buja was designed as a shining city on the hill, a brand new city carved out of nothing in the dead center of Nigeria. It was supposed to be our own Brasilia, a capital in a neutral territory, away from the overcrowded and growing slums of Lagos. But make no mistake about it, the Hausa military junta wanted to move the capital to the North and they got their wish or rather implemented their wish. It did not come easily though; The Abuja concept first came about in the seventies under Murtala Mohammed, but it took hundreds of billions, perhaps trillions in infrastructural and structural development before the Federal Government finally relocated the capital from Lagos to Abuja officially in 1991. It quickly grew, becoming the new place to be, but only for the adventurous and the brave, most of whom settled on the outskirts of the city proper. Everything changed overnight after the advent of our current democratic experience in 1999 when suddenly oil prices rose significantly, money became awash in Abuja, and finally everybody wants to be in Abuja.
The lush green grasses and well-manicured lawns of well-built homes became the golden attraction. I was pleasantly surprised the first time I visited in late 1999 to obtain a US visa for my dad who was ill at the time. I barely had time to look around, and returned to Lagos after a restless night at the Nicon Noga Hilton as it was called then. I visited again the next year under a better circumstance when in search of a school for my son I went to interview the principal of Loyola College. Although I did not spend the night, there was so much time between my arrival and departure flights and I decided to drive around town. I was amusingly surprised that Nigeria could create and maintain such an oasis. When my children visited from the US a couple of years ago we spent some time in Lagos where I deliberately took them around town. We then flew to Abuja, spent about the same period, and I once again took them around town. Later I asked them where they would like to stay between Lagos and Abuja, and I was not surprised they all said Abuja without hesitation. Who could blame them after spending more than four hours stuck in traffic on the third mainland bridge on our way from Ikoyi to Ikeja airport in Lagos.
I had resisted anything to do with Abuja. Ever since I came back to Nigeria I could count on my fingers how many times I have visited there. As much as I like Abuja it has always been my thing to stay away from politicians at all levels and you cannot spend time in Abuja without meeting all sorts of politicians. But after my children's high endorsement of the beauty and cleanliness of the city, and their desire to own a home there, I centered my mind on Guzape, a hillside new residential area behind Asokoro. While I was making plans to build in Abuja things began to slowly fall apart. There was a bomb here and then another one there, and each time I'll consider them as isolated events. Surely Abuja is neither Damaturu nor is it anywhere in the Northeast where most of the Boko Haram actions take place. But after counting so many isolated incidents in Abuja it suddenly dawned on me that this notion that Abuja is safe is only an illusion. My own illusion and that of many Nigerians who currently live in Abuja, and cannot begin to imagine that this oasis, this castle in the sand is about to crumble. I may not be as simplistic as it sounds, but the sad and hard truth is that Abuja is no longer safe, period.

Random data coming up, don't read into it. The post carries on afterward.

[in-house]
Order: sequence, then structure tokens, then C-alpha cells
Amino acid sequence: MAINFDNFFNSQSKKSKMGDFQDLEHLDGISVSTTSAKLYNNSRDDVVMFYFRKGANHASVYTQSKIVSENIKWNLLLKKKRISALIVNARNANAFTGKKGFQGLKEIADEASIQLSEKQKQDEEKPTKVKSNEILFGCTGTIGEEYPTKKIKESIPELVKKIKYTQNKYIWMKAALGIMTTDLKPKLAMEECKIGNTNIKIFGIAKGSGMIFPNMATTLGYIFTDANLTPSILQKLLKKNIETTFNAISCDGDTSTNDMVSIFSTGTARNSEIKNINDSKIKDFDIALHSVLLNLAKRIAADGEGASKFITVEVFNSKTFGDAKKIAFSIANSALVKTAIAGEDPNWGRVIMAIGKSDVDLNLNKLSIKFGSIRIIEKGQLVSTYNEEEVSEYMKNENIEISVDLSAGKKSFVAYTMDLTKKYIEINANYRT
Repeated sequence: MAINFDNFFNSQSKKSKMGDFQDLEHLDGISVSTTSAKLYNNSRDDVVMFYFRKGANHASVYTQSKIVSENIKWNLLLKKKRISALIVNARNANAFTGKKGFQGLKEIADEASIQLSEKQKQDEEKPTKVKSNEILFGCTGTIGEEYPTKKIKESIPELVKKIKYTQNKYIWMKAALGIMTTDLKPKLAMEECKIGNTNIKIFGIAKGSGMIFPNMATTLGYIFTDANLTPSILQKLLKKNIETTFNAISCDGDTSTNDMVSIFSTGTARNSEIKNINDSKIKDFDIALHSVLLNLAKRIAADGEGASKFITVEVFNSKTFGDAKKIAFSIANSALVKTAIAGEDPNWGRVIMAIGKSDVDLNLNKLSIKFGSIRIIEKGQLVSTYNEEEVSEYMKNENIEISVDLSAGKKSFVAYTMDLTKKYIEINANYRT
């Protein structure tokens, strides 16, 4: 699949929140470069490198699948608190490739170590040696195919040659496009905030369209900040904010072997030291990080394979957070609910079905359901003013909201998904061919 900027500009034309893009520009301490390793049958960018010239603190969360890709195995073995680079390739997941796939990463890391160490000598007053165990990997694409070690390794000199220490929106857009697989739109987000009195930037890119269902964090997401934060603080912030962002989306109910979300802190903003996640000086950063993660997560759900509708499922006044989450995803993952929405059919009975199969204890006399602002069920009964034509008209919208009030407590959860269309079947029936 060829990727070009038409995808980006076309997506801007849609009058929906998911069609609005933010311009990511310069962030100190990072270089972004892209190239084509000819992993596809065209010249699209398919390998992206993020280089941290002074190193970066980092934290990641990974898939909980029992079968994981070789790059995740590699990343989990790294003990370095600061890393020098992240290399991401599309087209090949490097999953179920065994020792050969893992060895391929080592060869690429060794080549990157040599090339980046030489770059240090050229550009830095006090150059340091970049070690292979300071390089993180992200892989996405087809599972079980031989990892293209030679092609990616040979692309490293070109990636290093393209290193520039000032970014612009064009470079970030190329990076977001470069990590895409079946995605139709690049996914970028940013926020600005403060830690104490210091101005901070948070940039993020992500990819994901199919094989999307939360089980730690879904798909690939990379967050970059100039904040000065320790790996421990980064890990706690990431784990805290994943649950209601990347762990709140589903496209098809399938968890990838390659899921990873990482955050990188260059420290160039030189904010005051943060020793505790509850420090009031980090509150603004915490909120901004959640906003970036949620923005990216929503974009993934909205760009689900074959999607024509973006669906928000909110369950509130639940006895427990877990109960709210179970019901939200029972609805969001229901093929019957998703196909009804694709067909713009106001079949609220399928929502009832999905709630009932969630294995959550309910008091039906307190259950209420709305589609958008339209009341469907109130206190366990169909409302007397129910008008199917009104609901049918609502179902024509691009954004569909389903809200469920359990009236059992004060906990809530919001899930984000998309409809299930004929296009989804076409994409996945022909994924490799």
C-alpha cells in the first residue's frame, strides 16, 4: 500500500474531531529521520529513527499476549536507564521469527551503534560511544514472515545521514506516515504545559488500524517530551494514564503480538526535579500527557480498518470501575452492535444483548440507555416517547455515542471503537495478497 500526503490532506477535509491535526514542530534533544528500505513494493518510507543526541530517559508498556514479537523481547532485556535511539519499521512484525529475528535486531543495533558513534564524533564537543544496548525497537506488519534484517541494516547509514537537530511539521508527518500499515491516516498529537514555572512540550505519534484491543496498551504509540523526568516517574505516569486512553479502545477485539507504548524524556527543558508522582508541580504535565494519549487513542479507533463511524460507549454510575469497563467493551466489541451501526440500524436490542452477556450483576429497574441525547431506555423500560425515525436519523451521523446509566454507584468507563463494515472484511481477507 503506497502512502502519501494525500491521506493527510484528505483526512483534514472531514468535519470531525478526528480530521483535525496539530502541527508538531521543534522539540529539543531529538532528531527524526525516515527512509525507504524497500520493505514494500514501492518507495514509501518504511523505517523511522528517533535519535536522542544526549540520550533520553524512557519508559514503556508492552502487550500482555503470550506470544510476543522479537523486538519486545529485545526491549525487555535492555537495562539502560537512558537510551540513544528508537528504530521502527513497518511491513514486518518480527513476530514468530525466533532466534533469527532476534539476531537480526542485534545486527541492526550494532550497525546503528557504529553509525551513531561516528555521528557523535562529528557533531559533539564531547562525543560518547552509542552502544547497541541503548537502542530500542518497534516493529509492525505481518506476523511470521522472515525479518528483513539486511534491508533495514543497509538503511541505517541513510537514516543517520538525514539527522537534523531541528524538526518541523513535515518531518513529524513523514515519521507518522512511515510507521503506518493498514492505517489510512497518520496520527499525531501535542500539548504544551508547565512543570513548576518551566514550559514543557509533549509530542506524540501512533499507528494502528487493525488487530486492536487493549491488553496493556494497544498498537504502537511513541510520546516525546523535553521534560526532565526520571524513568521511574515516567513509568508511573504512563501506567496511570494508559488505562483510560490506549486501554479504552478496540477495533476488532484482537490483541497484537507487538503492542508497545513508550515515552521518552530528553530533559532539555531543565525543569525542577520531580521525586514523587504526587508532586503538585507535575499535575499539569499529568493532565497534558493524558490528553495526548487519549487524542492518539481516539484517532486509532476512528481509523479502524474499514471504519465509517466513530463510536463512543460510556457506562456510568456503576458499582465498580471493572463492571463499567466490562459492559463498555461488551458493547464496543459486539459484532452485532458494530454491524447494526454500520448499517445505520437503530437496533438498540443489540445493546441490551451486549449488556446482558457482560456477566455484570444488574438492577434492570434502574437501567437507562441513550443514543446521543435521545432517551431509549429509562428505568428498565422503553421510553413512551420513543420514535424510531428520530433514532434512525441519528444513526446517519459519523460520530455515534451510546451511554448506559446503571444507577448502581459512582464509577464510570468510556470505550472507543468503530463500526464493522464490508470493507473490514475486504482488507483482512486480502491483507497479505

Initially these bombs began going off at only high profile targets; the United Nations building, then the police headquarters, then at Eagle square, then the military barracks, then the security agents offices, then newspaper offices, then at a nightclub, then at several police stations, then at Nyanya, and again at Nyanya, and now at Wuse II. If you look at these locations one can easily conclude that Boko Haram can simply strike anywhere in Abuja at will. They have targeted and successfully bombed just about every part of Abuja, and every target soft or hard. In the past few years Boko Haram has successfully bombed over a dozen targets in Abuja. Now, it appears to me that the best that can be said about Abuja is that it is still relatively safe, but relative to what and where? Outside of the core Northeast or perhaps the city of Jos, I do not know of any city in Nigeria that has been bombed as frequently as Abuja. As for me, my desire to own a home in Abuja has sufficiently waned and my private advice to all my Igbo friends who live in Abuja is this; if you must stay due to your work, politics, or business, perhaps it is time to consider moving your family elsewhere, to a place like Enugu for their own safety, for it appears to me that these bombings are likely to get worse before they can get better if indeed they will ever get better.
What is very humbling to me about this latest bombing at Emab plaza is that when I am in Abuja, I usually stay just a few minutes' walk from that mall. My friends live very close to the mall while several others have offices and businesses within the neighborhood. I have actually visited this Emab plaza and the adjacent Banex plaza over a dozen times in my last three visits. If I was in Abuja I easily could have been in this plaza at the time of the blast. The barber I use while in Abuja is in this plaza, and many other shops that I routinely patronize were all there. It now appears to me that these idiots are in Abuja to stay and although my hopes are not yet thoroughly quenched I now have the obligation to be very cautious about building anything new in Abuja. Have I become a coward and now giving in to these faceless terrorists? Not necessarily, but I have now surely come to the painful realization that Abuja is no longer safe and therefore must trade carefully. I hope you do so too.